Thursday, April 29, 2010

No Such Thing As Failure

How do you measure success as a writer?  Certainly, there are milestones an author reaches that confirms success:  securing agent representation; publishing a book or short story; being paid for your work; etc.  But what if you haven't yet reached any of those milestones?  What does success mean then?

I believe every draft is a success, even unfinished stories.  Each time I sit down and write, I learn a little more about the craft.  I may only have one gem sentence in 500 words, or one interesting character out of a cast of five, but that sentence or character is worthy of success.

My current WiP is my "starter novel."  I've said from the get-go that my goal is to finish it, learning the process along the way.  I believe I'll one day write a novel worthy of publication, but it's probably not this one.  I'm struck by both comfort and stress in this statement.  Comfort because it gives me the freedom to just write, but stress because writing a novel takes a lot of time and energy.  Sometimes I ask myself, am I wasting my time?

I read an interesting article on Writer's by John Smolens that answered that question for me.  In "There's No Such Thing as a Failed Story," Smolens says, "For every five completed rough drafts, you’re lucky if you find one that you can develop into a finished short story, one that you feel is as good as it can be, one that you feel is ready to be sent out to editors."

Not only did this article reassure me about my current project, it provided a couple a-ha moments about writing in general.  Smolens talked about his mentor, the late Andre Dubois: "Most fiction writers, [Dubois] believed, are .200 hitters, meaning they hit successfully twice out of every 10 at-bats...For every five stories you send out, you’re lucky if one of them is accepted for publication." (Quote taken from same article.)  Having penned thirty-two short stories in the past two years, I can say with certainty that although I'm pleased with most of my work, there is only about twenty percent I would consider great stories.  And of those six, I've only had one accepted for print publication (and two more submitted that I'm waiting to hear back on).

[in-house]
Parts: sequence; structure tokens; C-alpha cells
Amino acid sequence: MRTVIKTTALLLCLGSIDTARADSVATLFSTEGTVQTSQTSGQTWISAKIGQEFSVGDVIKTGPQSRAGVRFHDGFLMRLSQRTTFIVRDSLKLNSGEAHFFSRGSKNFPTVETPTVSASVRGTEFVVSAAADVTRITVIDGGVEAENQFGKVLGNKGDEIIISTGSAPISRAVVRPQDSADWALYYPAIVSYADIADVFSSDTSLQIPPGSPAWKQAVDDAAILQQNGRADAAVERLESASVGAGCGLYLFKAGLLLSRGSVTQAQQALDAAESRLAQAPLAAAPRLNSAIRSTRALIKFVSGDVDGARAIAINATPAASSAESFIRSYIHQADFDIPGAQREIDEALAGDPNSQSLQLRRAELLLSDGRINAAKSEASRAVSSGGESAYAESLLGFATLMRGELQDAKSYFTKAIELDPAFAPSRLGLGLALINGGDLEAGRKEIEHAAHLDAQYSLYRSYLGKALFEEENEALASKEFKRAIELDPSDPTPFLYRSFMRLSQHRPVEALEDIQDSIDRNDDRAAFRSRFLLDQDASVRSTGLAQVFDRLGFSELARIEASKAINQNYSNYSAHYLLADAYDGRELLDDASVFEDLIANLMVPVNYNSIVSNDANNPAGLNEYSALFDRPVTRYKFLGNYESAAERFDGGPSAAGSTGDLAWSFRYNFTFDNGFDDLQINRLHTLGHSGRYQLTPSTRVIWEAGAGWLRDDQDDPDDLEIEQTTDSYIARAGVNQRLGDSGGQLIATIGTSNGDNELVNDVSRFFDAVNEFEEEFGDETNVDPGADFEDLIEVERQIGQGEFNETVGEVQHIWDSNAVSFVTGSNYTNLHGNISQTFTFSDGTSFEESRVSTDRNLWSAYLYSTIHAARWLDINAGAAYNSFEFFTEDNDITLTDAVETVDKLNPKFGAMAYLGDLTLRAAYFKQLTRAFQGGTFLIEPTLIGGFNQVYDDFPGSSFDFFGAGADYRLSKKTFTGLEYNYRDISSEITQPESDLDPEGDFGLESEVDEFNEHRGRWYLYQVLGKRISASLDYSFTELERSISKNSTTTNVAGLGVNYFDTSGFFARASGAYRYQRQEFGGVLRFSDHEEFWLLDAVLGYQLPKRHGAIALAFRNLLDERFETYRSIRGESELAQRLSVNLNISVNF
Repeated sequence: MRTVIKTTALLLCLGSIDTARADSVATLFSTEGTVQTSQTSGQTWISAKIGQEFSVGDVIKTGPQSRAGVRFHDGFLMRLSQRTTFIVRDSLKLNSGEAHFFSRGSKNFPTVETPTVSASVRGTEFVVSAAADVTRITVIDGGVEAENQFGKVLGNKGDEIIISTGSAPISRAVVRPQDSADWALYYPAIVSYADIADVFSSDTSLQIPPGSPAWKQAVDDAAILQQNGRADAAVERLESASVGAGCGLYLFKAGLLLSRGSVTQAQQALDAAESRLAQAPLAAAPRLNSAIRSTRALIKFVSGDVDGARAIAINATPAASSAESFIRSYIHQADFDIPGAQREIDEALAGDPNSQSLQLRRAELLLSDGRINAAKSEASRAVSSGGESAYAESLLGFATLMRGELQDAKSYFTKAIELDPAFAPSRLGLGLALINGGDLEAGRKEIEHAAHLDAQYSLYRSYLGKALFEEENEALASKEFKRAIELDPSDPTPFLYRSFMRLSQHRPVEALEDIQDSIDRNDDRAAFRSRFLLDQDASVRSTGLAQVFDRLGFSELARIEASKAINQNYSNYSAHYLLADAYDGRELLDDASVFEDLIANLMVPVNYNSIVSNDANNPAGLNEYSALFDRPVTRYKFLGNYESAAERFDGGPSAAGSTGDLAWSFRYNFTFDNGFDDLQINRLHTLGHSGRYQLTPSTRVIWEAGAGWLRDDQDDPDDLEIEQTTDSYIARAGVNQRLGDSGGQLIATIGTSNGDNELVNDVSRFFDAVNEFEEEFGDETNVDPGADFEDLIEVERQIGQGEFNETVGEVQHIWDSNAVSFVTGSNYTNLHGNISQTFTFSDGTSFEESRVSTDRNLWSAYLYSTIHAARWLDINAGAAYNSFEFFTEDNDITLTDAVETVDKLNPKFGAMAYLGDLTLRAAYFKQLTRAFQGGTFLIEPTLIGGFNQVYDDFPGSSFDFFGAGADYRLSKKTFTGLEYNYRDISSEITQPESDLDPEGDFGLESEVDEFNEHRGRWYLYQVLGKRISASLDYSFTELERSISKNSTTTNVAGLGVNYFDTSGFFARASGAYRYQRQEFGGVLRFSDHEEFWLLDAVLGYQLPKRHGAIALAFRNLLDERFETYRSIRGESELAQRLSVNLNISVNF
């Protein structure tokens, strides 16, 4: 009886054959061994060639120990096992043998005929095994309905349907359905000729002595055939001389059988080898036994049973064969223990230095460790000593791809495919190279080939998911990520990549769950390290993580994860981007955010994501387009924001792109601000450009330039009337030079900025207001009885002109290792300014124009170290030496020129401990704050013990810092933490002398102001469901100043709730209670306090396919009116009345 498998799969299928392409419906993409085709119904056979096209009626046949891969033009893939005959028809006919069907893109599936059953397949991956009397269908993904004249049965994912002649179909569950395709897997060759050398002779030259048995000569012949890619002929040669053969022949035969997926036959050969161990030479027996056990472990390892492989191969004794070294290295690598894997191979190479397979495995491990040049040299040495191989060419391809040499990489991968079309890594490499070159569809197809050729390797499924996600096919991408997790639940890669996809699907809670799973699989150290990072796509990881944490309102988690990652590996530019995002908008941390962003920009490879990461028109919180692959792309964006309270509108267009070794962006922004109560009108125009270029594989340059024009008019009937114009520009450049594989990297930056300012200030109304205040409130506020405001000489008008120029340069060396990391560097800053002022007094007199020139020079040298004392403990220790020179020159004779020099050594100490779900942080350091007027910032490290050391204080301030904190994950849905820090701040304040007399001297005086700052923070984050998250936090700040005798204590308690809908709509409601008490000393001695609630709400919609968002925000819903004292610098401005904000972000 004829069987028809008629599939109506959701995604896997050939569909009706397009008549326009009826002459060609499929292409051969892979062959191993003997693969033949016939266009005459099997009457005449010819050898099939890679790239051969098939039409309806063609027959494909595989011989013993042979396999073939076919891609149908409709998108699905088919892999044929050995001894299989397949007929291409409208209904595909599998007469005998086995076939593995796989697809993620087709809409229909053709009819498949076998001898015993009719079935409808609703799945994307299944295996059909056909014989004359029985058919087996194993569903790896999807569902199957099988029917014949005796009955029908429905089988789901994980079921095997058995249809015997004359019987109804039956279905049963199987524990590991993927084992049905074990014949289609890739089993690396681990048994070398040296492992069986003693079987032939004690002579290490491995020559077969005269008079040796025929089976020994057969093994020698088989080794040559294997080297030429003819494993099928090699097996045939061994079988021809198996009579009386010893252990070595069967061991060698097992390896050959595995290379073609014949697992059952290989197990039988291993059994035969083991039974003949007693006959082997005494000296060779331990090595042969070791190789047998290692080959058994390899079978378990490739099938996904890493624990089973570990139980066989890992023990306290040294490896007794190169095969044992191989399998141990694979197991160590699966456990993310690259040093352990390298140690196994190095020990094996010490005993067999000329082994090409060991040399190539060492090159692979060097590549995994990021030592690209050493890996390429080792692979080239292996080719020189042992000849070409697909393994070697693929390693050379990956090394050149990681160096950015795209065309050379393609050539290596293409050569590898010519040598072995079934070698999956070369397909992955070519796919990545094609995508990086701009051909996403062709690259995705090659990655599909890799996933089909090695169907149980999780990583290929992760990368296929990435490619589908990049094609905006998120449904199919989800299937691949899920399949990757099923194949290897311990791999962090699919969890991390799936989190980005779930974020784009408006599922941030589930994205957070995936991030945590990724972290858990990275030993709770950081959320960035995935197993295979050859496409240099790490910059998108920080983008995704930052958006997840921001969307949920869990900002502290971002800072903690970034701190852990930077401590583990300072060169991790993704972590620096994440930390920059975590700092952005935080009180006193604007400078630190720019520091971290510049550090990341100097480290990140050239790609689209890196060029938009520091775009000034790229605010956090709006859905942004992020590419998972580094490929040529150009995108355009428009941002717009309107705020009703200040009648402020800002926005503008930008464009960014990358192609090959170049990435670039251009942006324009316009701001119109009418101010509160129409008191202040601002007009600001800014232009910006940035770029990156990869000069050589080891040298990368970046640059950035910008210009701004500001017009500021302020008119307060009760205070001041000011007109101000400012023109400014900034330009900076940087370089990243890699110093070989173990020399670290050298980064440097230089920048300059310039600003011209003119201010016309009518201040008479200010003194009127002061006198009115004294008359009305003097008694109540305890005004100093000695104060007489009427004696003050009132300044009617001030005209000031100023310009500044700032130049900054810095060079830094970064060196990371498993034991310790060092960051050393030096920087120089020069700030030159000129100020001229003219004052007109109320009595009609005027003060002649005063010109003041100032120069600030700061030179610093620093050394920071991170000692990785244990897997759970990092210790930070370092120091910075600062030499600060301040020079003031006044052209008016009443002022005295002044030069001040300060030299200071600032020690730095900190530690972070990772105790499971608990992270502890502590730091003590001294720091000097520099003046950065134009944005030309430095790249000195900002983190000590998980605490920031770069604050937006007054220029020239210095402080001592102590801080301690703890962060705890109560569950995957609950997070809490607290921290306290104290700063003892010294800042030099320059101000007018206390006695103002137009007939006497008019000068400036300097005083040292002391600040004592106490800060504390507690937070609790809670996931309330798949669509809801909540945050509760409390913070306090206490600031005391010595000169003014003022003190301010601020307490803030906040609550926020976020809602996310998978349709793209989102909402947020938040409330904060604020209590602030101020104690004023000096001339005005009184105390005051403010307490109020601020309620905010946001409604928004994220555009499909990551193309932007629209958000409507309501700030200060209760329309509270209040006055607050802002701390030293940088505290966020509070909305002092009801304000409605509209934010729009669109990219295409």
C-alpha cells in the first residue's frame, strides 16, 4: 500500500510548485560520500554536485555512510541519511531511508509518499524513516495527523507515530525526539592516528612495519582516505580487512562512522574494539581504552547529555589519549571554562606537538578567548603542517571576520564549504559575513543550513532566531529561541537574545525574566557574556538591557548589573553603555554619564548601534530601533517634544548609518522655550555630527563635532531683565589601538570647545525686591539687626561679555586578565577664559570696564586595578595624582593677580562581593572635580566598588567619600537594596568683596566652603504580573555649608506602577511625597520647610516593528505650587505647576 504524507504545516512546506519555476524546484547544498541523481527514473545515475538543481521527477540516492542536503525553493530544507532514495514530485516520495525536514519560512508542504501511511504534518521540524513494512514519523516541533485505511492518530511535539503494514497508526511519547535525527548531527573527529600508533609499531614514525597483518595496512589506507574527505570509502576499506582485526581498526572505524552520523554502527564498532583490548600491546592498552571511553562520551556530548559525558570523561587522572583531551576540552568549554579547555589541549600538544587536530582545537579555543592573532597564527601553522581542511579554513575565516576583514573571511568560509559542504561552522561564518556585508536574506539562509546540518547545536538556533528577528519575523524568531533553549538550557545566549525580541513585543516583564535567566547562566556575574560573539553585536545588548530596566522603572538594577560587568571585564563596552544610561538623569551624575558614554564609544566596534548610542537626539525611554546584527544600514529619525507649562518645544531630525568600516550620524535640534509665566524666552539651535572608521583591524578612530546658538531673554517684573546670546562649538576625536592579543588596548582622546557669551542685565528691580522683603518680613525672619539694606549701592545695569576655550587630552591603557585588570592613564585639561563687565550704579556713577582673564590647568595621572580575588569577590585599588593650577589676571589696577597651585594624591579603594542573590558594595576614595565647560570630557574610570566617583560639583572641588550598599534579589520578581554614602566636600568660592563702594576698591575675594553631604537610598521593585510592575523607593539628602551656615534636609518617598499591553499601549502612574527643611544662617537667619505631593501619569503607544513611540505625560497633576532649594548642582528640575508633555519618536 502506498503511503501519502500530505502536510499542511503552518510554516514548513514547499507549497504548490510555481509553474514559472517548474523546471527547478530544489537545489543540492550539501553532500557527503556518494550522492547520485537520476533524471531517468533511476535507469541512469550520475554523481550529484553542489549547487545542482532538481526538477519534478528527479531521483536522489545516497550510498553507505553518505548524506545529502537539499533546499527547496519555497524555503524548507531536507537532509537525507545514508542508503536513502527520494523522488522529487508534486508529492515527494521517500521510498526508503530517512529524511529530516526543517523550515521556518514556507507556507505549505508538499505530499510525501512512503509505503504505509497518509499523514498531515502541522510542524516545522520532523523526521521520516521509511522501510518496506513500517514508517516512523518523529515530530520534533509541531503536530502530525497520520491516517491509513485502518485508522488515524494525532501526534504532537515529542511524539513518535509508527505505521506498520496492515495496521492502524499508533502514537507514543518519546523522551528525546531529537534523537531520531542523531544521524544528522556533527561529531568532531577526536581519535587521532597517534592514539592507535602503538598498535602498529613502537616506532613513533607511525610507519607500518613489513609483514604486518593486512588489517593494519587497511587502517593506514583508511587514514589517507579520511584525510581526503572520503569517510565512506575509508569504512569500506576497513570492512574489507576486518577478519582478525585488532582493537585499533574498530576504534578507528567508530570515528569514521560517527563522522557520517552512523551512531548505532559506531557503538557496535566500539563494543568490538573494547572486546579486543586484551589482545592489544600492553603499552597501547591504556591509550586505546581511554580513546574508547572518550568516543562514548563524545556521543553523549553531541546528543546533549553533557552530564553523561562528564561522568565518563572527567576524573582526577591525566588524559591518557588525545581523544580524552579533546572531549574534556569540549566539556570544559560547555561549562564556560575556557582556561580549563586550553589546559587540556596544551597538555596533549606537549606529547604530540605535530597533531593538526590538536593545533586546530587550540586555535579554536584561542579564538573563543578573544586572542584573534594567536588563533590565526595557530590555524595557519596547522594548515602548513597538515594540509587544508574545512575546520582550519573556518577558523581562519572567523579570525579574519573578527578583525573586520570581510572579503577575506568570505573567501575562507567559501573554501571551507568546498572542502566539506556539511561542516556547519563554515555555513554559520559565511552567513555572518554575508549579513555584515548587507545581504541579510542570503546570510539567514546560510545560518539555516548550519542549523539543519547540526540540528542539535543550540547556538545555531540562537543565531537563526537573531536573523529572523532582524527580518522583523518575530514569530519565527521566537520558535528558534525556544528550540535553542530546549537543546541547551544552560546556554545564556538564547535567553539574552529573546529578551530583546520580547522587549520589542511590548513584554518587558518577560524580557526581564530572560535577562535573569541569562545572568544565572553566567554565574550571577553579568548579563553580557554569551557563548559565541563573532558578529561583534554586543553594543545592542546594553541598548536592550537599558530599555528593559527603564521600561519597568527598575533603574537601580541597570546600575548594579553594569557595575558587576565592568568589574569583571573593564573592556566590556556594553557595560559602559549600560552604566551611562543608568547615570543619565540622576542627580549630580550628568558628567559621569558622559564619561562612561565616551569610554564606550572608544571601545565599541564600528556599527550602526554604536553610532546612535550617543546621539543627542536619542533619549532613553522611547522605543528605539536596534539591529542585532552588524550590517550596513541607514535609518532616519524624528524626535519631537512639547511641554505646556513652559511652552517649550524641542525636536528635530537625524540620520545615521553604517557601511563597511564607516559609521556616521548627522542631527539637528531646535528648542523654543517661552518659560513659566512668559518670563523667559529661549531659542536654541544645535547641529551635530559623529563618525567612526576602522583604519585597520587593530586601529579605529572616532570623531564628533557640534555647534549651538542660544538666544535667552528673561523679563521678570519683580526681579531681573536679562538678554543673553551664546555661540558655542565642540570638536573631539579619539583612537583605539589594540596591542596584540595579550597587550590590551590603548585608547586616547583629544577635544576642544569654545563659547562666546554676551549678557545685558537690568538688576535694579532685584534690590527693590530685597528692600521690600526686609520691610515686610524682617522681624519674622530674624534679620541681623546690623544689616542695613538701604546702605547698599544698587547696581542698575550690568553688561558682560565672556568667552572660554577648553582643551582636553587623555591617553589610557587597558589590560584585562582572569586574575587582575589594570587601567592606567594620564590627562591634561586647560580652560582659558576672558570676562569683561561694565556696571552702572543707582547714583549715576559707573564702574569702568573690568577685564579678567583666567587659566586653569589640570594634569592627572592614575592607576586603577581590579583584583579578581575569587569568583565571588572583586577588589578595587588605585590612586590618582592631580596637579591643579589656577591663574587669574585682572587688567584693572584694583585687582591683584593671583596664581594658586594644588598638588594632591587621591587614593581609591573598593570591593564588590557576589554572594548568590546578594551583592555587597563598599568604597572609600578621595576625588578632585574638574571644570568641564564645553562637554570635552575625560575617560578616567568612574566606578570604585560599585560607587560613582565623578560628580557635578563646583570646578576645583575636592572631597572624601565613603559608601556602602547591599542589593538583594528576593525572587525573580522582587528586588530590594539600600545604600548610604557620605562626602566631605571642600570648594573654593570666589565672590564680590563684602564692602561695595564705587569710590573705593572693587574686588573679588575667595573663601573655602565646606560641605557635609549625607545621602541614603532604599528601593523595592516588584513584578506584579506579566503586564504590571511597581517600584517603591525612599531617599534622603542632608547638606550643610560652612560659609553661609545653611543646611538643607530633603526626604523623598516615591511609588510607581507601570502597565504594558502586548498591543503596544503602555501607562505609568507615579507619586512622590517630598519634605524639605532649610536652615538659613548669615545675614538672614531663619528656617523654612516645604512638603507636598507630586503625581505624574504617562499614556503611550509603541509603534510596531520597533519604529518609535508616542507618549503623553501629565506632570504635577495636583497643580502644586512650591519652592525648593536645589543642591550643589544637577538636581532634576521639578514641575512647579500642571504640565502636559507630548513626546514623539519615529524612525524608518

From this article, I now realize I don't have to polish my current WiP, once the first draft is complete.  If, at that time, I don't feel the story is strong enough to peddle to agents, then I will move on to the next project with confidence that I'm not short-changing myself in any way.  I'm simply moving forward in my craft.

Published authors:  Have you written significantly more stories than you have sold?  Aspiring authors:  Does it encourage or discourage you to hear a successful writer say the majority of work by all fiction writers is unpublishable ?